Further ‘parsimonious’ monetary-easing anticipated from Brazilian central bank
Brazil’s central bank reiterated that inflation will continue to slow toward its target, signalling it will further reduce interest rates that have already been cut to a record.
In the minutes of the July 10/11 monetary policy committee meeting published Thursday, the bank said future monetary easing would be carried out with “parsimony,” repeating language it used ahead of its two previous meetings to signal half-point rate cuts. The bank’s board voted unanimously last week to cut the Selic for an eighth straight time to 8%.
Brazil’s economy has been slow to react to tax cuts, lower borrowing costs and other stimulus measures as companies cut production and overstretched consumers delay purchases of big- ticket items amid a global slowdown. While GDP expanded at half the annualized pace of the US in the first quarter, policy makers said that growth will pick up during the remainder of the year without stoking inflation.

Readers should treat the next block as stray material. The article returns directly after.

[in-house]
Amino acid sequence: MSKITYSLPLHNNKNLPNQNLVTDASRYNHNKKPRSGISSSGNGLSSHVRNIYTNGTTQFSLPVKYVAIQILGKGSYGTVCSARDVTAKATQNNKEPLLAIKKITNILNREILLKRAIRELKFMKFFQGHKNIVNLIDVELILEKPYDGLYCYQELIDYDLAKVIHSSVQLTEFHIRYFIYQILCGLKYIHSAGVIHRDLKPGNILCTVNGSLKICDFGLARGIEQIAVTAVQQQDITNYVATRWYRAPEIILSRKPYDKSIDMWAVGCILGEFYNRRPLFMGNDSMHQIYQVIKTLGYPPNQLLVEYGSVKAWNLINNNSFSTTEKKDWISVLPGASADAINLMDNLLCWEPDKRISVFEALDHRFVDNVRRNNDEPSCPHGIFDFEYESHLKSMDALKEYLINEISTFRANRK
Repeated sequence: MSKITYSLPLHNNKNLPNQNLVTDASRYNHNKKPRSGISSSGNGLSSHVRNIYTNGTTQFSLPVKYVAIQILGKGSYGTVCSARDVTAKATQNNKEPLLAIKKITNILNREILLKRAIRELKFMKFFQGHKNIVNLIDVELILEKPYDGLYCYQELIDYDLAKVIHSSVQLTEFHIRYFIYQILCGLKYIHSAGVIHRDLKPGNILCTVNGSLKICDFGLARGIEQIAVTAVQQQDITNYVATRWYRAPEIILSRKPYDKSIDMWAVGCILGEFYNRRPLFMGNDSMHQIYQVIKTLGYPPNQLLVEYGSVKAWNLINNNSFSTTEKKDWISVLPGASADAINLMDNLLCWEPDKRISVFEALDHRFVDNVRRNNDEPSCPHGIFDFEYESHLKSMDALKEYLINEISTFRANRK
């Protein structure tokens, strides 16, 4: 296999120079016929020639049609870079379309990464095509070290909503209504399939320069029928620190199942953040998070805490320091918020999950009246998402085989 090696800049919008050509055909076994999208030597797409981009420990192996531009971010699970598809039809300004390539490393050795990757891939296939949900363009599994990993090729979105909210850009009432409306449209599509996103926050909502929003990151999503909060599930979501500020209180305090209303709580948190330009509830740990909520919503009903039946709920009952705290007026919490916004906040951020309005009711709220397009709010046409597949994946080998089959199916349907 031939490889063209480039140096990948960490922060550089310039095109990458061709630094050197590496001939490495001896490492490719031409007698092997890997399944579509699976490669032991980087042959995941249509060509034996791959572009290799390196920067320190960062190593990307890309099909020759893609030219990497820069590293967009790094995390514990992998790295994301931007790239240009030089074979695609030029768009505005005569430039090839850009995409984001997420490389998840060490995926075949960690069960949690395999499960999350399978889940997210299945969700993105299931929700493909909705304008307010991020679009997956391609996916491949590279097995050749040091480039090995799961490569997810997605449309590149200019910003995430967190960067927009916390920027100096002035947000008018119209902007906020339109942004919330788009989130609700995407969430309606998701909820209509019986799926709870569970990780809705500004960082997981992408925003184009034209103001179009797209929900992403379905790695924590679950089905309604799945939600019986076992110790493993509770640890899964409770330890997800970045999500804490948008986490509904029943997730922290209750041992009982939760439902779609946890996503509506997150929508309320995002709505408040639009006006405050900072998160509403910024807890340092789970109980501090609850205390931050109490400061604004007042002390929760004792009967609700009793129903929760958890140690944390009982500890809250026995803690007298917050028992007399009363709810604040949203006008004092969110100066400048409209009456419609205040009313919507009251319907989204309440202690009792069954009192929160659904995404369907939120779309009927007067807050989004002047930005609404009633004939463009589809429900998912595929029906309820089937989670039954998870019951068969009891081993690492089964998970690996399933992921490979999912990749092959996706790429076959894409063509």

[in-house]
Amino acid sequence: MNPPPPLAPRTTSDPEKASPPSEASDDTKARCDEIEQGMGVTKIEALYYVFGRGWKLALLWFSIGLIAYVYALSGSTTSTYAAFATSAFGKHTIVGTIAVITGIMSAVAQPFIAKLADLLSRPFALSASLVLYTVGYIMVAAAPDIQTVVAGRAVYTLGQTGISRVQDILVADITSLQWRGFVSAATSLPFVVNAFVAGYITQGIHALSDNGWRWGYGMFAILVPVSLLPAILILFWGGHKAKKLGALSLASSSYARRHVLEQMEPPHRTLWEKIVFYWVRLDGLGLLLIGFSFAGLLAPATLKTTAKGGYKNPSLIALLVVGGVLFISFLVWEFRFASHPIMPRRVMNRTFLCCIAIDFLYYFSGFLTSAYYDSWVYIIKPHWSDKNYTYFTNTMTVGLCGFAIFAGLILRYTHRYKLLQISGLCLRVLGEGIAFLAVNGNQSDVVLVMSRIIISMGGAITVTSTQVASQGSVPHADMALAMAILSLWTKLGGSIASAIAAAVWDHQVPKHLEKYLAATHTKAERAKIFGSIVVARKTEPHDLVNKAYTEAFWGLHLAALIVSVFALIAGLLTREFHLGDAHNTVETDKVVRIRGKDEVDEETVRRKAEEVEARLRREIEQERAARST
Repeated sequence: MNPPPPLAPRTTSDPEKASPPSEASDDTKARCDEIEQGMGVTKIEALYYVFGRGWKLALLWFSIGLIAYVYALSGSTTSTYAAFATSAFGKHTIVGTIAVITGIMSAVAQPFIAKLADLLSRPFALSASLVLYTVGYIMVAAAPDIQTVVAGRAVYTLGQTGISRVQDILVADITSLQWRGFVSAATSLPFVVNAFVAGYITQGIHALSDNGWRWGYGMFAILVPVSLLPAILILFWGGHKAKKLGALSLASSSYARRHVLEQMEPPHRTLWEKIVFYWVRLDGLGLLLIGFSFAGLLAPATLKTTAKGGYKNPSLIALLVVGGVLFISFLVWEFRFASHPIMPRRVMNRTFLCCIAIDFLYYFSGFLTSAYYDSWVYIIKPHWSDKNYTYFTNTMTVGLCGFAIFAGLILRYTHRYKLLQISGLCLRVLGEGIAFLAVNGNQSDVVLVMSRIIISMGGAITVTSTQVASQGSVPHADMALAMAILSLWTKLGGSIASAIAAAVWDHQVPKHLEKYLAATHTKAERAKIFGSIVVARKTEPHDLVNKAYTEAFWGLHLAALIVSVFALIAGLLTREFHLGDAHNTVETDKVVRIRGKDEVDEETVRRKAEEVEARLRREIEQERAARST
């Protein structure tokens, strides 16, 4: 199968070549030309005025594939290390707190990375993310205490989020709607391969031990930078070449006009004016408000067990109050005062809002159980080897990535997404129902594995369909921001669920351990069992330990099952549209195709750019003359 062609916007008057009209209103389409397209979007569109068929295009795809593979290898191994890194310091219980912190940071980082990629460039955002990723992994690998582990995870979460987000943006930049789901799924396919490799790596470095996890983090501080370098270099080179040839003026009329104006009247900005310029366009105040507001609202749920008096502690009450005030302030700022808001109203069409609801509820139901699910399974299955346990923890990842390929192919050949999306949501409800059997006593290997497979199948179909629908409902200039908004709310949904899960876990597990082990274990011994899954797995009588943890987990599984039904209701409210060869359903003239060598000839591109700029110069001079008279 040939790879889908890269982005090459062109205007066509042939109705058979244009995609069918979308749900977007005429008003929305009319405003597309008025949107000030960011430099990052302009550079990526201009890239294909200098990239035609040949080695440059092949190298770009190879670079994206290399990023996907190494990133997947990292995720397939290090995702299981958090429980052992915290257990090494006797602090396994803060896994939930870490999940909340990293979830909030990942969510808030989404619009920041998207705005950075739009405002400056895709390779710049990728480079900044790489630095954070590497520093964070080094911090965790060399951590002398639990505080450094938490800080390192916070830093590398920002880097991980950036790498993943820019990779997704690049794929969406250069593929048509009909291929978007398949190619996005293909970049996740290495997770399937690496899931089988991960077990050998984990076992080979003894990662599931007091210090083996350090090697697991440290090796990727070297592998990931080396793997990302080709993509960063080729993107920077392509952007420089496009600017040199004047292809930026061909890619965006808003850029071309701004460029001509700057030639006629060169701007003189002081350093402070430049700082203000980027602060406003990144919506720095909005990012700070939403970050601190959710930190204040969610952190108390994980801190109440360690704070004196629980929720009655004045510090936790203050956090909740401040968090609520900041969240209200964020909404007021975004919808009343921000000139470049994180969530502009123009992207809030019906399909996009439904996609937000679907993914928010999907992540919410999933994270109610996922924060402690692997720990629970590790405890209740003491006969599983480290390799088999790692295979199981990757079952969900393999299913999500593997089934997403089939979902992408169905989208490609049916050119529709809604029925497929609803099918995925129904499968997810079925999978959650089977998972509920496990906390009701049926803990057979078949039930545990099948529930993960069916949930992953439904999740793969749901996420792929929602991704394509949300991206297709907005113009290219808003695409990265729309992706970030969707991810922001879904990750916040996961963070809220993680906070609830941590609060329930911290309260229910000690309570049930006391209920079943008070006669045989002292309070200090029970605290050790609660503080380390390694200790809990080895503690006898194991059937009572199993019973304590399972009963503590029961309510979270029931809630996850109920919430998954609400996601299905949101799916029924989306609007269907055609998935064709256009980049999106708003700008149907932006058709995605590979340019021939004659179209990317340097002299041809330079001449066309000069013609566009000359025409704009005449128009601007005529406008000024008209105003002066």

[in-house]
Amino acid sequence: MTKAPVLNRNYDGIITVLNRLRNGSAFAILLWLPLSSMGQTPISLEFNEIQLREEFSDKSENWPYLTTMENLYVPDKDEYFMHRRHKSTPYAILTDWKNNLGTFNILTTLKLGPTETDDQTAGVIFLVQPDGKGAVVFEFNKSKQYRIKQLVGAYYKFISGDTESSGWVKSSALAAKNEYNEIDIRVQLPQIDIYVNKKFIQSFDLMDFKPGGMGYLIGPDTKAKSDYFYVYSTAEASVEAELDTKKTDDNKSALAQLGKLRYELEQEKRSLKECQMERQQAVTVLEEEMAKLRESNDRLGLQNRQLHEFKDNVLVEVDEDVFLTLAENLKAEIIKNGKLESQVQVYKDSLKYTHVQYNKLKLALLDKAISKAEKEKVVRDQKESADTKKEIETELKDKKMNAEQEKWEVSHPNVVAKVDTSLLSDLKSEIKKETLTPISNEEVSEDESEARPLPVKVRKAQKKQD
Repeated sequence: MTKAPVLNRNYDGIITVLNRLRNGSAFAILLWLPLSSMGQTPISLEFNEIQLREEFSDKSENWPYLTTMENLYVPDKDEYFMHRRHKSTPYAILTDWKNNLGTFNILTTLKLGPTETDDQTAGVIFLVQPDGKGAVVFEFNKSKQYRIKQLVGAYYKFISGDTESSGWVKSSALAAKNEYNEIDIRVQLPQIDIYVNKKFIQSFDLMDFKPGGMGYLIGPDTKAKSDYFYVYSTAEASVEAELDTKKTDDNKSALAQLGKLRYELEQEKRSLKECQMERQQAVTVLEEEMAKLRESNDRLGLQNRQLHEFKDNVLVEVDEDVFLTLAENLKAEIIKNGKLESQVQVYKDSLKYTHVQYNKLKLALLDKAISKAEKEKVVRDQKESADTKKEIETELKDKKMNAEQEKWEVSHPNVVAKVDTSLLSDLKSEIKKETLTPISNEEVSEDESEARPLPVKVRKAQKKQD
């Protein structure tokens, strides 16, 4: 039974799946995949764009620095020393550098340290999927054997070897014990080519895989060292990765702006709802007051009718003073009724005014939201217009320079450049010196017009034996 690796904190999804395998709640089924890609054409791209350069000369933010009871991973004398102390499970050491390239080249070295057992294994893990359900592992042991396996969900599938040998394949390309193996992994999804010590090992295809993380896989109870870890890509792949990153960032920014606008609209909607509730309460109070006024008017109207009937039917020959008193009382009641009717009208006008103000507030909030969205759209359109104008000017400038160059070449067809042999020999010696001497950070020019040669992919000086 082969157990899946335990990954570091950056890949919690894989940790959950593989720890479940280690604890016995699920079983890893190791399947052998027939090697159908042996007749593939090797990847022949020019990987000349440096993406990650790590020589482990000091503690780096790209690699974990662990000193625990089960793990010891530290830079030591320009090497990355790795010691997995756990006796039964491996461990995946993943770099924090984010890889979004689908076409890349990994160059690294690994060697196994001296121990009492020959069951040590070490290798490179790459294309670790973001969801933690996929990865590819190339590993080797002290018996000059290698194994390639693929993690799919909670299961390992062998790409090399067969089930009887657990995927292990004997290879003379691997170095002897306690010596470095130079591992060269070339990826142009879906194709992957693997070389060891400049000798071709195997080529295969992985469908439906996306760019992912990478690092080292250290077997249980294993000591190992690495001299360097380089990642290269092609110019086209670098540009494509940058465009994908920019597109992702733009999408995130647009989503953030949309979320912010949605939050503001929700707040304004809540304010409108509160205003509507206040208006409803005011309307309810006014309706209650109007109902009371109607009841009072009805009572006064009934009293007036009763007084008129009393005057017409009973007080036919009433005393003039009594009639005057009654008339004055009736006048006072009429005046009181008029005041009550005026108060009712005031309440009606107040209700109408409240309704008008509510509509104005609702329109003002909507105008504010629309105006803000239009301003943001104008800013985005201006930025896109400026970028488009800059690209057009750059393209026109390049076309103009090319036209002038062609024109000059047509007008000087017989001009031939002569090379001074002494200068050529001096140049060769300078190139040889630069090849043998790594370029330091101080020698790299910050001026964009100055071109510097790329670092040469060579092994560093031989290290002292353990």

“At the moment the risks for the inflation trajectory remain limited,” the bank said in the minutes. Policy makers said the international outlook remains “dis-inflationary” and a domestic recovery “gradual,” adding that they don’t anticipate any “extreme event” in financial markets. The bank said its main outlook takes into account a “more intense rhythm of economic activity” in the second half of the year.
The bank has lowered the benchmark rate by 450 basis points since August in an attempt to bolster economic growth and shield the second-largest emerging market from the European debt crisis.
Traders are betting the bank will lower the Selic by as much as 75 basis points by November, based on swap rates. Slower growth is translating into smaller consumer price increases, as inflation slowed to 4.92% in June, its lowest level in two years. The central bank targets inflation of 4.5% plus or minus two percentage points.
Economists covering Brazil cut their 2012 growth forecast to 1.9%, according to the latest central bank survey. The estimate fell below 2% for the first time this year and marked the 10th straight weekly reduction. GDP expanded an annualized 0.8 percent in the first quarter.
However the IGP-M index, which is 60% weighted in wholesale prices, rose 1.11% between June 21 and July 10, the Getulio Vargas Foundation said on Thursday.
Finance Minister Guido Mantega said on July 4 that gross domestic product will be expanding at a 3.5% to 4% pace in the second half of the year as the stimulus measures work their way through the economy.